As the 10th anniversary nears for the beating death of transient Kelly Thomas in Fullerton, city officials Tuesday announced that two of the officers involved in the struggle have dropped their attempts to get their jobs back.

Former Officer Joseph Wolfe and former Cpl. Jay Cicinelli have dropped their appeals of their firings, officials said. Wolfe abandoned his appeal on Monday and Cicinelli did the same on Friday.

Cicinelli and Wolfe were fired after their involvement in the July 5, 2011, fatal beating of Kelly Thomas at the city’s transportation center parking lot. The two were fired in July 2012.

The firings were appealed over the years with the City Council upholding the terminations in 2017, so the former officers sued and lost at trial in November. Those rulings by Orange County Superior Court Judge David Hoffer were appealed, but then the officers dropped the appeals.

The City Council in 2017 upheld the findings of an internal review that Wolfe should be fired for excessive force, filing a false police report and insubordination. Cicinelli was fired for excessive force and violating department policy.

The judge in the November ruling concluded that Wolfe did not use excessive force when punching or kneeing Thomas, who had been uncooperative and argumentative with former officer Manuel Ramos and Wolfe when they contacted him, but did commit excessive force for his part in “prolonged body pressure” as six officers pinned Thomas down for several minutes as he shouted for help from his father and begged them to get off because he could not breathe.

The judge found that Cicinelli used excessive force by “repeatedly beating Thomas’ face with a taser.”

“They never should have had a badge to begin with,” Thomas’ father, Ron, told City News Service.

Ron Thomas won a $4.9 million settlement with the city on the eve of a civil trial in his wrongful-death lawsuit in November 2015.

He praised Mayor Bruce Whitaker, who was on the City Council at the time of the killing.

“I can’t thank Bruce enough… for never giving up for Kelly,” Thomas said, choking up. “He never, ever yielded to the other members of the City Council and always fought for justice. He wanted to know the truth and fought for the truth and demanded to see the video. He demanded everything. He anted to know the truth.”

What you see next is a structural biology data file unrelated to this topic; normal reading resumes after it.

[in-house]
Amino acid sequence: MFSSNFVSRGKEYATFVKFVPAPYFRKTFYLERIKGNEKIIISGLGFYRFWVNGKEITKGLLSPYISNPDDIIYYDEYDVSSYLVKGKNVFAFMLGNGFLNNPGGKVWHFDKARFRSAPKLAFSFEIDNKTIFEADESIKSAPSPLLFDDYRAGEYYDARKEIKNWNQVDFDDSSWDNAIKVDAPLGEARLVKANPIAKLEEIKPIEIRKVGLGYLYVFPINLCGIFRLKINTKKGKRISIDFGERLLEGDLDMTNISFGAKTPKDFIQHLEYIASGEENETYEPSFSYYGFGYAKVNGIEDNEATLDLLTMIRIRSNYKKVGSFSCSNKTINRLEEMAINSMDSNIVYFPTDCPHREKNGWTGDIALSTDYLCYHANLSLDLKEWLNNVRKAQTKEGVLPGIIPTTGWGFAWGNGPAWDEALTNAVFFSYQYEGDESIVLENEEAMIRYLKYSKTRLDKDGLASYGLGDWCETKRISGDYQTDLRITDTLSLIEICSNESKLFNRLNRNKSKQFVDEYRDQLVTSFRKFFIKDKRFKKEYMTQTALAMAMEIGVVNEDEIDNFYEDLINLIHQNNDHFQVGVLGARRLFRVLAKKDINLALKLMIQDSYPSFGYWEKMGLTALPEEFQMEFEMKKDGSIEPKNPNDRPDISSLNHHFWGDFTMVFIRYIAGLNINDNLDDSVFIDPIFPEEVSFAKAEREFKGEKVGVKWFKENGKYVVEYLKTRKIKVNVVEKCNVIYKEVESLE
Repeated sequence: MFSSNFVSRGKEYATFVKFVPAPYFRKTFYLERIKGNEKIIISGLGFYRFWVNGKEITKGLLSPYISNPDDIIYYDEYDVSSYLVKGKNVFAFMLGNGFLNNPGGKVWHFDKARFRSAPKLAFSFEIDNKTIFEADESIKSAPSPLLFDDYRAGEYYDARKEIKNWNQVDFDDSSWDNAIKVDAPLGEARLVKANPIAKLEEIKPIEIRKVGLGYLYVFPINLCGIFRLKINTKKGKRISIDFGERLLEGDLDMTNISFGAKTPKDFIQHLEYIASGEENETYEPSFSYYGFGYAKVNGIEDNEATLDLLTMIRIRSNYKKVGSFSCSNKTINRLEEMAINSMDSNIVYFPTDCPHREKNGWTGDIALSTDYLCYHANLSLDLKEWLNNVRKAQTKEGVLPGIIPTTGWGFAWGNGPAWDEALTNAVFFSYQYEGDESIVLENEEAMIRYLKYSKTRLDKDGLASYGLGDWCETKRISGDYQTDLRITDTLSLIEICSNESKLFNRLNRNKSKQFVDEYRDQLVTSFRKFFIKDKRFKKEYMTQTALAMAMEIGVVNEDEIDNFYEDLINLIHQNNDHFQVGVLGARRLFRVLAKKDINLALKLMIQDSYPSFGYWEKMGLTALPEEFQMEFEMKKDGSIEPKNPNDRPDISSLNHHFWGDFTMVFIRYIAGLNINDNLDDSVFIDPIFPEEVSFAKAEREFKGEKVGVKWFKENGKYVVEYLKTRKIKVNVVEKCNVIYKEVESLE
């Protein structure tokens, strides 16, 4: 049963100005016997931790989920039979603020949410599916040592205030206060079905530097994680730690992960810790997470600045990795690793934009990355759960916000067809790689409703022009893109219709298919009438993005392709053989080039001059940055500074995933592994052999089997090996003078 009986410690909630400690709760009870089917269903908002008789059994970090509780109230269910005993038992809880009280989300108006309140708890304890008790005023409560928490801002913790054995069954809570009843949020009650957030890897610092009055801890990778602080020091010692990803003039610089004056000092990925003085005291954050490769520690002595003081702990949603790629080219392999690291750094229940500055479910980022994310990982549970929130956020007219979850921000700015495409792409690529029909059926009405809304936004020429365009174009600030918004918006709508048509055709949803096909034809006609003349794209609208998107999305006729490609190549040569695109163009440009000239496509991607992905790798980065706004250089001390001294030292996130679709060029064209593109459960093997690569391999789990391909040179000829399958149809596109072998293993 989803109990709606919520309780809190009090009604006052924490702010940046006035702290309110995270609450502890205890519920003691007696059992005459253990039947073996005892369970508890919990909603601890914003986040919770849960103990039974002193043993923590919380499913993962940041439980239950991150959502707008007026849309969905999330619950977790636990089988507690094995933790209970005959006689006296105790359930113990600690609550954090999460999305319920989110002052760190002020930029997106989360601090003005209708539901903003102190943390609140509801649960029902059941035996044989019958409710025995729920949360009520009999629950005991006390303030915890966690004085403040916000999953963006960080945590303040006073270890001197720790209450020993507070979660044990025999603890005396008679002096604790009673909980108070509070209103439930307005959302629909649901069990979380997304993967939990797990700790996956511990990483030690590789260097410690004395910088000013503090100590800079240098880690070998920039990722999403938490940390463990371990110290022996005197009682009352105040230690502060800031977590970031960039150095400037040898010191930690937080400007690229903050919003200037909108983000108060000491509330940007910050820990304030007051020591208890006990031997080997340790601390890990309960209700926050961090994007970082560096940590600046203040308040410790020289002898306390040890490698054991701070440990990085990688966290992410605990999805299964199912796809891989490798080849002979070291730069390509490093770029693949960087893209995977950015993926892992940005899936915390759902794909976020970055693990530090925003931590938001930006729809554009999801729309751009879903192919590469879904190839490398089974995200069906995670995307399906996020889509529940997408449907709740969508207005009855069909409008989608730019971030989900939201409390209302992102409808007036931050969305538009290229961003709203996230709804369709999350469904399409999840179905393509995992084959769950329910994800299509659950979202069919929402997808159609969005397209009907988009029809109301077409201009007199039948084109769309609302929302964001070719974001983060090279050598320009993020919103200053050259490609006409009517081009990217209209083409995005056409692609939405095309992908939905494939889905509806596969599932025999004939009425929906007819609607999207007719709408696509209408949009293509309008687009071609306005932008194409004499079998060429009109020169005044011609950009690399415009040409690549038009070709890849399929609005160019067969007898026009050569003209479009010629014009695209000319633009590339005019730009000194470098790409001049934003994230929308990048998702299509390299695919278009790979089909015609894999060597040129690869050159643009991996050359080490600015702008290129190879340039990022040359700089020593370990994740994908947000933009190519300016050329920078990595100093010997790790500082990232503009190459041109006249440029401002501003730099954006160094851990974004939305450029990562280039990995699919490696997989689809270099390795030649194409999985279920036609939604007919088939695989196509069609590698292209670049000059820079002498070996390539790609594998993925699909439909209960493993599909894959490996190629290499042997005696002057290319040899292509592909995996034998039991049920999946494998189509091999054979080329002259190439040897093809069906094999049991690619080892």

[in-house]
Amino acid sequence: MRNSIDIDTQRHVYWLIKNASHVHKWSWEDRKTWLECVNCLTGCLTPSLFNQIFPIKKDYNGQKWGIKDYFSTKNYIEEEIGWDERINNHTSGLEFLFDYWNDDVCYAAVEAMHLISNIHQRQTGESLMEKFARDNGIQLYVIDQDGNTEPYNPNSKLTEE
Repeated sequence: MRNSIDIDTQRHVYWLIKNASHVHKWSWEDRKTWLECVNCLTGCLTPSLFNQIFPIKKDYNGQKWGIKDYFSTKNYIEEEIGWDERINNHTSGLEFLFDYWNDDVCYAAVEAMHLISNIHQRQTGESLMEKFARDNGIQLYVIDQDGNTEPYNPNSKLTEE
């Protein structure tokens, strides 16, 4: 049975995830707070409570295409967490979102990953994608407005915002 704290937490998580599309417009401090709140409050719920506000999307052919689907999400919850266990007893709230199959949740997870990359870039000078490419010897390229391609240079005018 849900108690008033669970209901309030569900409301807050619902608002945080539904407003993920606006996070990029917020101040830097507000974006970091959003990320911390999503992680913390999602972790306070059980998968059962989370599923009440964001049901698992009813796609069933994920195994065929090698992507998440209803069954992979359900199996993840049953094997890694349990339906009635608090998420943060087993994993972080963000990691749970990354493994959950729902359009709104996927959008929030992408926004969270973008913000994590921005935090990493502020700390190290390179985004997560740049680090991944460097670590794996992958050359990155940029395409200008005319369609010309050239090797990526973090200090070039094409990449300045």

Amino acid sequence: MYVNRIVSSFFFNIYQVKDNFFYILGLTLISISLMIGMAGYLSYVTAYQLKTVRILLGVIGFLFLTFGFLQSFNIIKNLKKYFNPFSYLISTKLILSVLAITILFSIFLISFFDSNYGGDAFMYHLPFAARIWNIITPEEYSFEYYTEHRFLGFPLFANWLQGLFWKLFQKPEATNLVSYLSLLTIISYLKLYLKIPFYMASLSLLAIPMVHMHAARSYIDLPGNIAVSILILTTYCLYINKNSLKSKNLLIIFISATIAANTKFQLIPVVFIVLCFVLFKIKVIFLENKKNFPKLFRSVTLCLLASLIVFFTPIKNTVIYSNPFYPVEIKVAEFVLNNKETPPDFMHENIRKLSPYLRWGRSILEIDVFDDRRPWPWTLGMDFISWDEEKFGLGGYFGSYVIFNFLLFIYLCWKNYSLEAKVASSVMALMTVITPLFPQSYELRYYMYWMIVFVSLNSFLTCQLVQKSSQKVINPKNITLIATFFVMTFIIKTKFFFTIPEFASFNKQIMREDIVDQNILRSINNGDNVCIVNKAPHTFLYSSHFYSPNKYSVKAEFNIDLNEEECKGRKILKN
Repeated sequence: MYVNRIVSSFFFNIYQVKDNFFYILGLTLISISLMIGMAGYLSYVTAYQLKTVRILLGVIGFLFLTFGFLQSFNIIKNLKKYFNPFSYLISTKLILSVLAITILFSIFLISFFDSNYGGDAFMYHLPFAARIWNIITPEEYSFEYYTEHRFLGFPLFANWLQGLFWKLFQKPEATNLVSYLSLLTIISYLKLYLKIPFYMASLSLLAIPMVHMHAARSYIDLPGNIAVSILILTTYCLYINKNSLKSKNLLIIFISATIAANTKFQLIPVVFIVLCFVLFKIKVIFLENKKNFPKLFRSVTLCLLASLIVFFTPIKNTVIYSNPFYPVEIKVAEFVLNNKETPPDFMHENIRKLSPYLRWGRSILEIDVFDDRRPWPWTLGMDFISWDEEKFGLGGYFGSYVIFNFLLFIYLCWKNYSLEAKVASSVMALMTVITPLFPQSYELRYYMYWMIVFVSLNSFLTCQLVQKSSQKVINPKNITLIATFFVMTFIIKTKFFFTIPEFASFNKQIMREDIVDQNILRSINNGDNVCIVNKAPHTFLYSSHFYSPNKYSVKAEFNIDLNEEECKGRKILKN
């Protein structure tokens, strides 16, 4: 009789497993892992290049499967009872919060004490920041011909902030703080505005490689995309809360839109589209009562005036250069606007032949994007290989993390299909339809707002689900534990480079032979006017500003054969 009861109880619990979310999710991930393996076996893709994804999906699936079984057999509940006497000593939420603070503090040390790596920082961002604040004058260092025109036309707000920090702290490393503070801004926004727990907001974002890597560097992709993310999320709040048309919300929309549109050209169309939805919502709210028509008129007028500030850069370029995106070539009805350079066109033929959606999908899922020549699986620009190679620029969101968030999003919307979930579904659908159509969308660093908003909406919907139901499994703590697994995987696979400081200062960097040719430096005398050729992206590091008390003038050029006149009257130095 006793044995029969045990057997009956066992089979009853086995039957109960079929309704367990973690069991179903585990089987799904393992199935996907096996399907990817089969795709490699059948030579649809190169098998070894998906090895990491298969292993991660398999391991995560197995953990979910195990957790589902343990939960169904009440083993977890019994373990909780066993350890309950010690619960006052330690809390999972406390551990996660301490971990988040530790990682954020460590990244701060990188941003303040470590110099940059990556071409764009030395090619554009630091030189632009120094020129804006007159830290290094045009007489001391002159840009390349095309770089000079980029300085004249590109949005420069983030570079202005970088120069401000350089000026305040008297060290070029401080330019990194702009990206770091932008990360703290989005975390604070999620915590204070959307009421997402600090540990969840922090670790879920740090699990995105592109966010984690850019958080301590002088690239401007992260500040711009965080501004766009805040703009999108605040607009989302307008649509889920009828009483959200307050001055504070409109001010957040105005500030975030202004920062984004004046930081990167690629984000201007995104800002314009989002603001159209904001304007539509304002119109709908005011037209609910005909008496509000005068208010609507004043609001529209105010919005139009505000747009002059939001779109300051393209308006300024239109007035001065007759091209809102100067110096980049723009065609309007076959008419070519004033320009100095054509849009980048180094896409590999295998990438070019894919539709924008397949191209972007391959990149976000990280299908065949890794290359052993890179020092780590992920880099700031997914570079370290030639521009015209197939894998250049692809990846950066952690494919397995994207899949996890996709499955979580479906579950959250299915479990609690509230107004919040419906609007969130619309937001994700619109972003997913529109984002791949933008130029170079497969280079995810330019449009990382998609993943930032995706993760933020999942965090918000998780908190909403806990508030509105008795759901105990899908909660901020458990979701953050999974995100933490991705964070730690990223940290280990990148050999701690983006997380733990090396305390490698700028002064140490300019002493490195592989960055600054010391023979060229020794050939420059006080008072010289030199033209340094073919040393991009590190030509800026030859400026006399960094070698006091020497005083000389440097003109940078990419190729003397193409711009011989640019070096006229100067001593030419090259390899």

Whitaker said in a statement that he was “pleased that this ugly chapter in our history is finally behind the city and our residents.”

He added, “The beating death of Kelly Thomas was tragic on its own, with lasting and continued damage, but the costly and lengthy process to uphold the city’s termination of the involved officers took almost nine years to resolve.”

Cicinelli and Ramos, who was also fired, were charged in criminal court for their part in the killing, but were acquitted in January 2014. State prosecutors later dropped charges against Wolfe.

In January 2017, federal prosecutors dropped a civil rights investigation of the killing.

Ron Thomas said he wants Orange County prosecutors to consider charging Wolfe again in light of new facts that came out of the justification for his dismissal.

“I demand that (Orange County District Attorney) Todd Spitzer revisit Joe Wolfe, who was never sent to trial, therefore, there’s no double jeopardy,” Ron Thomas said. “And since the letters of termination are public knowledge there’s plenty of evidence to convict Joe Wolfe of these crimes against Kelly Thomas.”

Ron Thomas, who has since moved to Arizona, said he is preparing to return to Orange County to mark the 10th anniversary of his son’s death.

“I’m going to make a big deal out of it,” Ron Thomas said. “Ten years later I still break down… I think about my son all the time.”

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